If you're really new to social networking, that's fine, but you don't want to dive right in with a business account representing your law firm first.  It's fairly likely that you'll make mistakes in the first days and weeks that you're involved in social networks, and that's okay—you actually want the freedom to make mistakes and be corrected by other people you're connected to.

The best thing that you can do to familiarize yourself with Facebook is to get a personal account first.  A personal account will only be read by people who have a personal connection with you as long as you set your privacy settings to only share your Facebook updates with friends.  This gives you a safe place to experiment, get used to Facebook, and cultivate some friends on the site before you decide to dive in with a business account.

Step 2: Get Started With Your Business Account

Once you feel fairly comfortable with your personal account, including making it personalized with Timeline entries and photographs, it's time to create your business account.  Make sure that you have professional photographs of your attorneys and your office for posting on Facebook.  Having these photographs can give people a better and more realistic view of what it's like to actually consult with attorneys in your office.  This, in turn, makes people more likely to convert.

When you start your business account, you should also consider updating your Timeline to include a variety of important events from your law firm's past.  While not everyone who looks at your law firm's Facebook page will notice these Timeline entries, having them filled out is a nice way to show that you do care about the website's features and are familiar with how to enngage with Facebook users.  Try to give your Facebook Timeline entries a bit of narrative depth while keeping them relatively short and simple.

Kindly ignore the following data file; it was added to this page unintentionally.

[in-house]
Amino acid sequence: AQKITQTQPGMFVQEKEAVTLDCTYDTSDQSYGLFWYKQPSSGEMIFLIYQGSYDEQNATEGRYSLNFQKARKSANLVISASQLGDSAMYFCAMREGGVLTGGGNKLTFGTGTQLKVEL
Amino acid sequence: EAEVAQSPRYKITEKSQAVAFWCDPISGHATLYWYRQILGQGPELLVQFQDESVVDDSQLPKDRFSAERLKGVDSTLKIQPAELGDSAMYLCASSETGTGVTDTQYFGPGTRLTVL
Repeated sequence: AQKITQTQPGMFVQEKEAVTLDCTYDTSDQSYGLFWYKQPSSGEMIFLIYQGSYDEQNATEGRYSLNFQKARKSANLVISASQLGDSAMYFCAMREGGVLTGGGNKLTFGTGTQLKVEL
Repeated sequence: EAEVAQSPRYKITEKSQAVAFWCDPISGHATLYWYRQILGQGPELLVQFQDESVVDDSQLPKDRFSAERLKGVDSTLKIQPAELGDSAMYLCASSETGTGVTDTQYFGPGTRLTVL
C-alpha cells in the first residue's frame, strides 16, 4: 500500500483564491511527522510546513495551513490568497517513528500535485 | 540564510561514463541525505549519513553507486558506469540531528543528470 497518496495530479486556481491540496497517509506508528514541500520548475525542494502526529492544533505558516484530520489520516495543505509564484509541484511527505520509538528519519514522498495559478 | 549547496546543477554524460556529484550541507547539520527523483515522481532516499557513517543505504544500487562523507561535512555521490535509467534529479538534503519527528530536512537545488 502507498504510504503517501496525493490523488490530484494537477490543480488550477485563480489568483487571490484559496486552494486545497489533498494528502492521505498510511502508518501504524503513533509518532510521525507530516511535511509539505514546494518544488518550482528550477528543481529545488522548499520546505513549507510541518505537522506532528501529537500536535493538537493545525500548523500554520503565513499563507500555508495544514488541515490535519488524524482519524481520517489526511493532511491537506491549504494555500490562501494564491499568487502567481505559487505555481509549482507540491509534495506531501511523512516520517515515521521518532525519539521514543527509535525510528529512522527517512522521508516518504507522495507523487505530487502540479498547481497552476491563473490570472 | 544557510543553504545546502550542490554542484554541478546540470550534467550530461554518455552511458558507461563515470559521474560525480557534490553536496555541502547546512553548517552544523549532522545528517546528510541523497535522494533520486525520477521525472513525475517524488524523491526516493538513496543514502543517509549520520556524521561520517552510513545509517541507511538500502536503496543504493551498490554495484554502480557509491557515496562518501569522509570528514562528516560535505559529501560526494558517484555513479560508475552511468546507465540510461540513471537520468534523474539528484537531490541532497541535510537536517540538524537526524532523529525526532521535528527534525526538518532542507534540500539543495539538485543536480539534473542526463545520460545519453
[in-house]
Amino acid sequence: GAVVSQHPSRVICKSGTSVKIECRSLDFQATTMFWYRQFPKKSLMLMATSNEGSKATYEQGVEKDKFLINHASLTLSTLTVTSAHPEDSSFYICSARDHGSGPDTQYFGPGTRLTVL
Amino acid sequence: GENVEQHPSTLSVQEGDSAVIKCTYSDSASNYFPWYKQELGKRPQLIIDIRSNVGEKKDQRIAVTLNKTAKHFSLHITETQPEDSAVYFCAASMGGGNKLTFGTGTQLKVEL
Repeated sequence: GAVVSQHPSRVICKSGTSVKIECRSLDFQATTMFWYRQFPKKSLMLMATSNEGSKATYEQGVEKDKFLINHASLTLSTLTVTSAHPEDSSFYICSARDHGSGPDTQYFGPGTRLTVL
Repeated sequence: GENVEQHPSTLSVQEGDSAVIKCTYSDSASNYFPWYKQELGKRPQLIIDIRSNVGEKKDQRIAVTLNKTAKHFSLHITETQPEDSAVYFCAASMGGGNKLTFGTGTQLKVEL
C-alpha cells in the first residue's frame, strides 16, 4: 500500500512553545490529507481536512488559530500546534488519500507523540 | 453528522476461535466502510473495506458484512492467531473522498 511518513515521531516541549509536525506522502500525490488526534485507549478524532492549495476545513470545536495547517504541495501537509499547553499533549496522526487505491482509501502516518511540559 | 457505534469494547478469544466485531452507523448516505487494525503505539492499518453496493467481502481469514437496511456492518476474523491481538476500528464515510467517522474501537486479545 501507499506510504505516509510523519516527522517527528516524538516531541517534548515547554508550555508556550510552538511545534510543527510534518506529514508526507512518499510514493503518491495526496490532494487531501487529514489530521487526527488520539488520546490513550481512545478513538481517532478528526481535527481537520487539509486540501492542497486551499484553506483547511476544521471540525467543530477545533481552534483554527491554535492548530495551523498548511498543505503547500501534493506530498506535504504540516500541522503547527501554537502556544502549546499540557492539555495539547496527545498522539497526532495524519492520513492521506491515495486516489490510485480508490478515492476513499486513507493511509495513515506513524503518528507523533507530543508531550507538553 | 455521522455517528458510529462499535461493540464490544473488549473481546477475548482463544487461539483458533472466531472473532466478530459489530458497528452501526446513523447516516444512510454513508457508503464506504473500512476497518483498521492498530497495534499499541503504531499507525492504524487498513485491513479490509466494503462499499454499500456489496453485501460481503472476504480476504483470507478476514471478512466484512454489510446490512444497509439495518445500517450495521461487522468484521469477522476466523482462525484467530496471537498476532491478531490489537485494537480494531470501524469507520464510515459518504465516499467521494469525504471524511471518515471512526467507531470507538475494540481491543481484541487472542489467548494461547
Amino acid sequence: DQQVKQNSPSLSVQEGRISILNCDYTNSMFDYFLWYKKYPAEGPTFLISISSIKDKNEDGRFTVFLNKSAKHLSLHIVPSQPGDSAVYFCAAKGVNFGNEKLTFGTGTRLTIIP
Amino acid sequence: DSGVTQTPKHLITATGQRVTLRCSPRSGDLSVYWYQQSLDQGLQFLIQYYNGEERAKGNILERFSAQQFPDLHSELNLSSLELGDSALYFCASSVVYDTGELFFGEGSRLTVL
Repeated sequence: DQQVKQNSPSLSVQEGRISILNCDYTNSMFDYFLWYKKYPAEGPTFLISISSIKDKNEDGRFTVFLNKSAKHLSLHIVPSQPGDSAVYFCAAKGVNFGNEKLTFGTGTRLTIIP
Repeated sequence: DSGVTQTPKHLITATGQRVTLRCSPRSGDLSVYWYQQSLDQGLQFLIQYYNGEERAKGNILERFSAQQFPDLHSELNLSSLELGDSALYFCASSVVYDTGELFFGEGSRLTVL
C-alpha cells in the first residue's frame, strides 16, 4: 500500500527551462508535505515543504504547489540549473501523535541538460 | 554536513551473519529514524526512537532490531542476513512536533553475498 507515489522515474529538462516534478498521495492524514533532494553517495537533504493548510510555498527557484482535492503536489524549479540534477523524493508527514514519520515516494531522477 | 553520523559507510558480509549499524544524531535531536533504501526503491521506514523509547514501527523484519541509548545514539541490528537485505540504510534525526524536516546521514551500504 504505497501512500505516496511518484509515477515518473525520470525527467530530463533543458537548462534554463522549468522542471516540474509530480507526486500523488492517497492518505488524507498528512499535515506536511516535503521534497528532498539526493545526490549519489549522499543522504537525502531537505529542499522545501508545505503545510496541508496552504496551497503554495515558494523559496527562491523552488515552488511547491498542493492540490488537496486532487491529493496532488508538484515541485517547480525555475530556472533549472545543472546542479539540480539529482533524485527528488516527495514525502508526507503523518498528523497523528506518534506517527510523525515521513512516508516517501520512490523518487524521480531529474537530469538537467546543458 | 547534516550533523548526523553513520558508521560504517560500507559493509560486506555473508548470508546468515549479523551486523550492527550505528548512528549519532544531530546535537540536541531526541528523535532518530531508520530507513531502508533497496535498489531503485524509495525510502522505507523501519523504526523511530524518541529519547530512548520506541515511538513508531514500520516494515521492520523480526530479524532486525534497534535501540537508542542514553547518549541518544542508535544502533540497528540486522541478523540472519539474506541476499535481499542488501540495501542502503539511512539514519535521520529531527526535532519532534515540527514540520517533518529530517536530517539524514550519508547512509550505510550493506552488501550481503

Step 3: Keep Both Accounts Active and Posting

Both your personal and business accounts should be kept quite active if you want the maximum effect from Facebook.  Forgetting about your accounts is one of the fastest ways to lose friends and stop influencing people.  By keeping business and personal accounts both active, while remaining separate and posting about different things, you'll make sure that you're maximizing how many people contact you about things they read in your Facebook entries.

Step 4: Import Contacts and Make Friends

When you start your Facebook account, one of the first things that you'll be asked is whether you want to invite friends to use the service with you.  If you want, you can even have a program take a look at your address books and let Facebook see if any other users of their service are already people that you talk to.  Importing a contact list can be a great way to make sure that you start your Facebook account with a fairly large number of friends.

Make sure that when you're talking to people and trying to make friendly connections, you also send some kind of personalized message.  Not everyone will take as kindly to someone trying to reconnect, especially if your email contact is several years old.

Step 5: Expand Your Social Network

One of the best aspects of Facebook is that it lets you make friends with people that you might not otherwise have known.  For that matter, when you're using Facebook as a business tool, the website actually lets you target people with your advertising who are friends of the people that you have already established friend connections with.